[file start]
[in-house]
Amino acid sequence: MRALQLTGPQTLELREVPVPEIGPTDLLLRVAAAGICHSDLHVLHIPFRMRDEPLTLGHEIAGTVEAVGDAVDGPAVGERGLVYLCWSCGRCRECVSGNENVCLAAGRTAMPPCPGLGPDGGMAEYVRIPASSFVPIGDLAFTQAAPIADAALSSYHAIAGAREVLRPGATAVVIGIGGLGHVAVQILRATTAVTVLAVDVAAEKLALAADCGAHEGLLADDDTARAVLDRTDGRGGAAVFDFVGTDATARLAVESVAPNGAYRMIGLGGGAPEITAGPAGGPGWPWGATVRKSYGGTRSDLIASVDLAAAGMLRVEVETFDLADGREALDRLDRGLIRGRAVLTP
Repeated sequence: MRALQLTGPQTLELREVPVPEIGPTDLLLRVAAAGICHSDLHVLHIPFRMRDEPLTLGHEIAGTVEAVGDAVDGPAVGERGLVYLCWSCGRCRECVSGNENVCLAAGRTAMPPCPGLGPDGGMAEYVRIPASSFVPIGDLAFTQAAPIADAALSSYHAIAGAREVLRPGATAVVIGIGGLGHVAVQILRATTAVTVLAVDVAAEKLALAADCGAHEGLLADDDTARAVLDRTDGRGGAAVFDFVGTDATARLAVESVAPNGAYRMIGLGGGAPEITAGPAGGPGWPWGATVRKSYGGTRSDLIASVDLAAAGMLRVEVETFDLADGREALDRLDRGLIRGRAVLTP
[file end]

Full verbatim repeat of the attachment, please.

[in-house]
Amino acid sequence: MRALQLTGPQTLELREVPVPEIGPTDLLLRVAAAGICHSDLHVLHIPFRMRDEPLTLGHEIAGTVEAVGDAVDGPAVGERGLVYLCWSCGRCRECVSGNENVCLAAGRTAMPPCPGLGPDGGMAEYVRIPASSFVPIGDLAFTQAAPIADAALSSYHAIAGAREVLRPGATAVVIGIGGLGHVAVQILRATTAVTVLAVDVAAEKLALAADCGAHEGLLADDDTARAVLDRTDGRGGAAVFDFVGTDATARLAVESVAPNGAYRMIGLGGGAPEITAGPAGGPGWPWGATVRKSYGGTRSDLIASVDLAAAGMLRVEVETFDLADGREALDRLDRGLIRGRAVLTP
Repeated sequence: MRALQLTGPQTLELREVPVPEIGPTDLLLRVAAAGICHSDLHVLHIPFRMRDEPLTLGHEIAGTVEAVGDAVDGPAVGERGLVYLCWSCGRCRECVSGNENVCLAAGRTAMPPCPGLGPDGGMAEYVRIPASSFVPIGDLAFTQAAPIADAALSSYHAIAGAREVLRPGATAVVIGIGGLGHVAVQILRATTAVTVLAVDVAAEKLALAADCGAHEGLLADDDTARAVLDRTDGRGGAAVFDFVGTDATARLAVESVAPNGAYRMIGLGGGAPEITAGPAGGPGWPWGATVRKSYGGTRSDLIASVDLAAAGMLRVEVETFDLADGREALDRLDRGLIRGRAVLTP